Wednesday, September 5
When I first came across these boards I discovered a great review by Larry Feinberg. At the time it was both entertaining and informative and I used many of his tips along the way. I faced this day with trepidation, for it was here that he became "Stuck inside Denali with the Larry Blues Again!" (Sorry Bob). Now he became afflicted because of his lack of awareness of the importance of the left hand seats in the park visit buses, and I determined that that would not happen to me. Sadly I was struck down earlier.
Breakfast was a terrible experience. Our fault perhaps, but King Salmon was heaving, the food was stodgy and the service was non-existent. Others in our party stayed up at Kings Canyon and had a passable breakfast snack in the lobby. If our impression of Denali Lodge was bad before, it was sunk without trace now.
Onto the buses, ON THE LEFT HAND SIDE, we set off to the Wilderness Visitor Centre where we watched a very good film about the early establishment of the park. They used lots of archive film and commentary to put together a very enjoyable presentation, but that was pretty much as good as it got.
In fairness, wildlife can't be guaranteed, so the fact that we saw virtually none would not be good reason for getting the sulks. It was a collection of things. It was the constant inane drivel from our coach driver. It was the excruciating "in Character" performance by one of the park staff at a wooden hut masquerading as a pioneer cabin. It was the awful stand up routine of the guide supposed to be bringing to life the life of the Athabascan tribe in the park. All of these just added to the sense of "we could be doing something else infinitely more rewarding".
In truth I hadn't the patience to stand listening to infant school jokes from the ranger at Primrose Ridge and I wandered away from the crowd. It was the best decision I could have made. There I was above the valley floor looking out over miles of wilderness. Goodness knows how far I could see. Goodness knows what acreage I looked over. I'm sure that it's possible that the entire animal population of Denali Park could have been within the range of my sight just then and it still wouldn't have been possible for me to disturb them. There was just so much! That's when you have to recognize the vision and determination of those pioneers who set about establishing this land as a protected space. It's not words that count, it's just the width of your own eyes, and you can drink it in.
On our return to the lodge we saw a moose. It was our second brush with wildlife, the first being a Ptarmigan near the security gate below Primrose Ridge. Our coach driver stopped and we enjoyed a few minutes watching it about 200 yards south. After a while we noted a second and there was some thought that a sparring session might begin, but no animation was forthcoming.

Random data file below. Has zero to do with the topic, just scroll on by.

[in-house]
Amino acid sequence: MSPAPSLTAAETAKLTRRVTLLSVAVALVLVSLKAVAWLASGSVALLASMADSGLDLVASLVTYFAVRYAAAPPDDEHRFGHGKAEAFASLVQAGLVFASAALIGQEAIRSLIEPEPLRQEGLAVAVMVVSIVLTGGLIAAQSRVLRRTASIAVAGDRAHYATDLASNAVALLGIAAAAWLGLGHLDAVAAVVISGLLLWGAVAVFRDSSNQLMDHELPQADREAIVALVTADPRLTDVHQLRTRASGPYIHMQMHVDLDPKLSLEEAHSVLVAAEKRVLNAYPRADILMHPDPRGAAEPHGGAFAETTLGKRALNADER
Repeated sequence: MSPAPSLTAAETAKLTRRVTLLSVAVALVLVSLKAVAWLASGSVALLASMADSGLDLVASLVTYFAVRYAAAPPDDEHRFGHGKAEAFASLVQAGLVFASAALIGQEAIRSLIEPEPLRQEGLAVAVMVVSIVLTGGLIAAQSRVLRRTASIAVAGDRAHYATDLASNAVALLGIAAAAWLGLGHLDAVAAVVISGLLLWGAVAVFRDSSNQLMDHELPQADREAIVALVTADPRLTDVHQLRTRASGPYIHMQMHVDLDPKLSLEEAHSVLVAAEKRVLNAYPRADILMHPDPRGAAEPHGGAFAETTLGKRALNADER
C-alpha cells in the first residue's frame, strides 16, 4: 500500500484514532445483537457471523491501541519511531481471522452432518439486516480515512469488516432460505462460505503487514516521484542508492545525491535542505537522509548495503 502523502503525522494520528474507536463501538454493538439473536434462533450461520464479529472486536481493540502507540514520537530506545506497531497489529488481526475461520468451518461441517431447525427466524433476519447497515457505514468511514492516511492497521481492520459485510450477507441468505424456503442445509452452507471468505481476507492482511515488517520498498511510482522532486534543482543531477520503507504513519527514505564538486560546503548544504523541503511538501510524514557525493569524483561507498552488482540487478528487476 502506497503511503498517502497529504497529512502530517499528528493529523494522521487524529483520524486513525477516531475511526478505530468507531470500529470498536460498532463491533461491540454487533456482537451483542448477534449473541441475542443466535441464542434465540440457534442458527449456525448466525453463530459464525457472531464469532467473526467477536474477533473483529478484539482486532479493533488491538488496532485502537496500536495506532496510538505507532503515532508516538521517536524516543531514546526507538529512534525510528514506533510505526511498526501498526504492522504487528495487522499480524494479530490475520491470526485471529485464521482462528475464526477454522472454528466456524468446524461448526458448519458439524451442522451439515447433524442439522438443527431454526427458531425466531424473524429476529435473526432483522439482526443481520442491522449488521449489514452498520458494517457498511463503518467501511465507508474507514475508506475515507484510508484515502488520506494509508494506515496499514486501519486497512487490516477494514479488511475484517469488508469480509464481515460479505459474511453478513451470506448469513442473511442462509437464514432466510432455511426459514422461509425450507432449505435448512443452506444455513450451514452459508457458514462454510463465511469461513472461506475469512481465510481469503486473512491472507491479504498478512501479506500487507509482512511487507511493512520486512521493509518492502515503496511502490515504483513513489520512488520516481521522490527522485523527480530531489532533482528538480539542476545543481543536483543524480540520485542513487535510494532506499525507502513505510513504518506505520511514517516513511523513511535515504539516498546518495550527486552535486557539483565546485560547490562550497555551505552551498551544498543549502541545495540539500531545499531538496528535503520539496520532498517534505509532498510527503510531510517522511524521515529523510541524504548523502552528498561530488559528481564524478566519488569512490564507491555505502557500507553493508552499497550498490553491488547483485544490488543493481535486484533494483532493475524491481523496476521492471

Once back we wandered around the shops for a while and ran into our Wyoming friends from the previous day. They had skipped the Nature trip and had done a flight around the summit of Denali instead. Clearly, they had had a good time! Soon we boarded the train and were heading for Fairbanks. The journey was dull. After a promising start the scenery died away and all we had was mile after mile of trees. Occasionally we would pass signs of life but all too often our commentator, who seemed as lifeless as us, missed it. We had declined the chance to eat initially because they wanted to take us down to the restaurant car at 5pm - way too early! However, not long after 6 they came back up to say that they had finished serving everyone who had wanted so if anyone else was interested they would be happy to find them a seat. We figured that they would be pushed to serve before 6:30 and since we wouldn't get to Fairbanks until 8, now was as good a time as any! That was a good decision. Both food and service were excellent and I must say that the restaurant car quite impressed us both days.
On returning to the dome car we swapped places with our table companions, a friendly couple from Idaho, and completed the journey facing backwards. I was only sorry that we hadn't told them to move before we went down. Towards the end of the journey everyone was starting to flag, but we were all animated when one of the guys yelled "COWS!" It was the first life we'd seen since a Dall Sheep just outside Denali. Shortly afterwards the cry was "Moose!" and we were all up again. Sadly this meant that Joan didn't see a thing as she was on the wrong side of the carriage. Shortly afterwards we pulled into Fairbanks a little later than expected and transferred to the Fairbanks Lodge.